On Thursday evening, moments before the curtain rose on the opening of “Rian,” a work by the Irish company Fabulous Beast Dance Theater, Michael Keegan-Dolan stepped onstage at the Gerald W. Lynch Theater to tell a story. He is the show’s director and choreographer; the tale, as he pointed out, was a sad one. Two months ago a ship with the sets, costumes and props for “Rian” left Sweden for New York City. Alas, there was a storm; the ship was diverted to Philadelphia, where it remains.
For the engaging Mr. Keegan-Dolan, the predicament made him reflect on a word that performers used in the creation of “Rian”: confidence. “That self-assured sensation that rises from within, based on the ability to be flexible and adaptable,” he said. In a spirit of confidence, he introduced “the version of ‘Rian’ that will be seen nowhere else in the world.”
It was a lighthearted moment in an otherwise confusing, ponderous evening, which was full of false endings and choreography that was both frustratingly repetitive and limited in scope. In the end it wasn’t the dancing, but the evening’s assortment of traditional Irish music, led by the charismatic Liam O MaonlaI, that gave “Rian,” part of the White Light Festival, its spine.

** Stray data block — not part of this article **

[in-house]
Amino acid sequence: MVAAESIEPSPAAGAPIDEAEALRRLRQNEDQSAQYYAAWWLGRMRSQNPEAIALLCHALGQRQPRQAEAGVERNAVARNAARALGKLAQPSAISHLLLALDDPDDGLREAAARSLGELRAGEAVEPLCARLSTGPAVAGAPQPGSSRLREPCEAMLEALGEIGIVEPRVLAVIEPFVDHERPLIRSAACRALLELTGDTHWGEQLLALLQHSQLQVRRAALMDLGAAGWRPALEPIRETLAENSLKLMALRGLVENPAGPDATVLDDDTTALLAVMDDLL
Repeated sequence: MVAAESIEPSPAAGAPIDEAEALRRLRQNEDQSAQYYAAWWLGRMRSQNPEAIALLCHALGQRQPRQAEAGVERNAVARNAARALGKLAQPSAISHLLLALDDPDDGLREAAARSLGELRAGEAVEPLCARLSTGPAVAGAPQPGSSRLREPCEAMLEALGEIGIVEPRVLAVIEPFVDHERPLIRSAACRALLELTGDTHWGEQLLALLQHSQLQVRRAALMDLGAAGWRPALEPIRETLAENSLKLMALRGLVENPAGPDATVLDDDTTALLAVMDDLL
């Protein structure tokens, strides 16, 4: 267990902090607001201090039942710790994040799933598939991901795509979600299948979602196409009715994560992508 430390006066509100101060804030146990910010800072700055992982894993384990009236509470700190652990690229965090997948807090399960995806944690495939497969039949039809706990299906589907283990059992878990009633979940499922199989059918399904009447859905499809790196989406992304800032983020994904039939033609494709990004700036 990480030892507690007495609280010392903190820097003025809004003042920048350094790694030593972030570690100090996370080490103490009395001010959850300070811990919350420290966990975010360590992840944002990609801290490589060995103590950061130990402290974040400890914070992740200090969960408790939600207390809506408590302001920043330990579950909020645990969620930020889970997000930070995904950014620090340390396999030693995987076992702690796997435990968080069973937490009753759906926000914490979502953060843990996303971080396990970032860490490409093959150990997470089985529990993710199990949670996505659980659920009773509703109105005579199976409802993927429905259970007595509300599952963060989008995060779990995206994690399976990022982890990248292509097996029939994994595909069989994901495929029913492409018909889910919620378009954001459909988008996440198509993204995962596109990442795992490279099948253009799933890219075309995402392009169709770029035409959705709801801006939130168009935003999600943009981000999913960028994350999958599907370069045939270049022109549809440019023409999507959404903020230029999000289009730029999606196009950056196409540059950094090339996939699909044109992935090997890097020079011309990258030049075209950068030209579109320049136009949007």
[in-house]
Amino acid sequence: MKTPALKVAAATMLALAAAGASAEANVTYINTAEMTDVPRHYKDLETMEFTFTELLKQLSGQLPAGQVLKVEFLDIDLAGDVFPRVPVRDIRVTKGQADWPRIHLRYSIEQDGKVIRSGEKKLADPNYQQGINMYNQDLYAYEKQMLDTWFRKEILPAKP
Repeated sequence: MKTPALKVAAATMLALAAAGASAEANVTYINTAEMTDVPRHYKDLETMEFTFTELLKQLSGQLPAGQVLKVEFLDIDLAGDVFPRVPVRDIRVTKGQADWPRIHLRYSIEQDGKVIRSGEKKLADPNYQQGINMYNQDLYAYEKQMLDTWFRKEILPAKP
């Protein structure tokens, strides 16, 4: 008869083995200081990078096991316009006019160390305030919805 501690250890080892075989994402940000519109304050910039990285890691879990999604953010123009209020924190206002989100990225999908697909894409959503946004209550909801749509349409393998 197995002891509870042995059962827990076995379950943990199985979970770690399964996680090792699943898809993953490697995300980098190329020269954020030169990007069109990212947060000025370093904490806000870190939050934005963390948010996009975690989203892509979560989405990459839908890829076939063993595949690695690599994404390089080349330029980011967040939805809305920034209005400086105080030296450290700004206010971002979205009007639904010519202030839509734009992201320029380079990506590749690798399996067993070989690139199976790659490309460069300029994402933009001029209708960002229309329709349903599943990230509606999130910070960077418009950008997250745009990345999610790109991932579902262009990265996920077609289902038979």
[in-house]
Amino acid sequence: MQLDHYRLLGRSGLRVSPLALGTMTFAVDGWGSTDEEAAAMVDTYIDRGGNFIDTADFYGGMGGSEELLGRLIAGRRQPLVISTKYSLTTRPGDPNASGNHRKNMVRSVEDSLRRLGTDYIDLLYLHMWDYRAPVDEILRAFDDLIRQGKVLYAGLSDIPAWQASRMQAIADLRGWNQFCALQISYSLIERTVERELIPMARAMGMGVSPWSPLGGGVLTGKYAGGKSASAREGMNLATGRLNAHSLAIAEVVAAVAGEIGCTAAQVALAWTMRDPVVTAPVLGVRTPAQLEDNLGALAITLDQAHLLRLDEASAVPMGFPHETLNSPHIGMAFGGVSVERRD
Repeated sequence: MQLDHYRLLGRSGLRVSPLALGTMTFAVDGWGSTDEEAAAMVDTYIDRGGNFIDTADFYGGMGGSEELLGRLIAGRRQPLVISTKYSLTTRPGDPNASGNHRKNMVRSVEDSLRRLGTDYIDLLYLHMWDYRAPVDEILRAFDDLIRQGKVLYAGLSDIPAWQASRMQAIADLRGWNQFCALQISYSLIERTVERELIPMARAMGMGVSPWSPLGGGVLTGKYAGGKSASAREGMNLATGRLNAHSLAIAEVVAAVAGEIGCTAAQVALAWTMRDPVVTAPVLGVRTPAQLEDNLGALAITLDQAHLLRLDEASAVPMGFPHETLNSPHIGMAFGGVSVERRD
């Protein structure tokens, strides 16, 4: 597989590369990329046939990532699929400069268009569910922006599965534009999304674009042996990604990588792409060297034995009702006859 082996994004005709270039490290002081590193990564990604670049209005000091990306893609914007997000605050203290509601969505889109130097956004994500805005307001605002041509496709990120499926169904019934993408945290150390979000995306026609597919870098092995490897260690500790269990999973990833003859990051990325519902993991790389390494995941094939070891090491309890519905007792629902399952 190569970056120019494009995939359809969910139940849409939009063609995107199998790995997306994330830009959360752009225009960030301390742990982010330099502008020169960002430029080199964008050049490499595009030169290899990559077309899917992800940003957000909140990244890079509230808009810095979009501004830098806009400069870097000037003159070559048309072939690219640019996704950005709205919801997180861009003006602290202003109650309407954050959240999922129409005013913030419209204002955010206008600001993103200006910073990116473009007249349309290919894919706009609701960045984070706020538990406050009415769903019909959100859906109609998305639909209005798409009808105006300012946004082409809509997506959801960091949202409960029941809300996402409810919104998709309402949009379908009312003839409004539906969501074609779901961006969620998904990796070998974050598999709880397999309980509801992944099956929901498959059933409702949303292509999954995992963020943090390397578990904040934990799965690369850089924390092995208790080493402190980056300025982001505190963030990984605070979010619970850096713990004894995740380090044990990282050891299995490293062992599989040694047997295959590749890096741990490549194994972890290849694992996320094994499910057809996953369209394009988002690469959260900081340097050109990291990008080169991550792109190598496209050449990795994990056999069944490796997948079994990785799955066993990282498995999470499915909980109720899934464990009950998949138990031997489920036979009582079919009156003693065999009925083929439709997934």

In “Rian,” which means “to trace” or “to etch,” a steady stream of songs, both lilting and sedate, gives the work a mystical, spiritual edge. The musicians, seated on a platform at the back of the stage, also mix with the dancers, which creates an intimacy; likewise, the dancers, wearing sweat pants and T-shirts, possess an innocence that costumes might have erased.
Yet this fusion of traditional music and contemporary dance has a stale feel, mainly because of its swirling movement, which loops over and over again, but never transports. As the dancers shift from side to side, they reach their arms in opposition to lunging legs and either remain fixed in one spot — bouncing in place — or weaving among one another.
Within the choreography, which is most likely more invigorating to perform than to watch, there is a palpable sense of counterbalance, but not much in the way of dynamics, even when the dancers burst into the air in quick, two-footed jumps, as their hands open up like star bursts. The structure is also on a loop: often, one dancer starts a phrase, and others join in, until unison is established. Despite their carefree, relaxed attitude, the dancers don’t get inside the music, but replicate its sound.
Throughout “Rian,” the leader of the pack is Mr. O Maonlai, a founder of the band Hothouse Flowers, who performs a number of instruments and also sings. The dancing never catches up to his stirring voice, and after a while the movement differs little from the warm-up exercises in a modern-dance class. The feet plant into the floor. The body twists. The joints remain fluid. And all the confidence in the world can’t substitute for choreographic craft.
GIA KOURLAS, The New York Times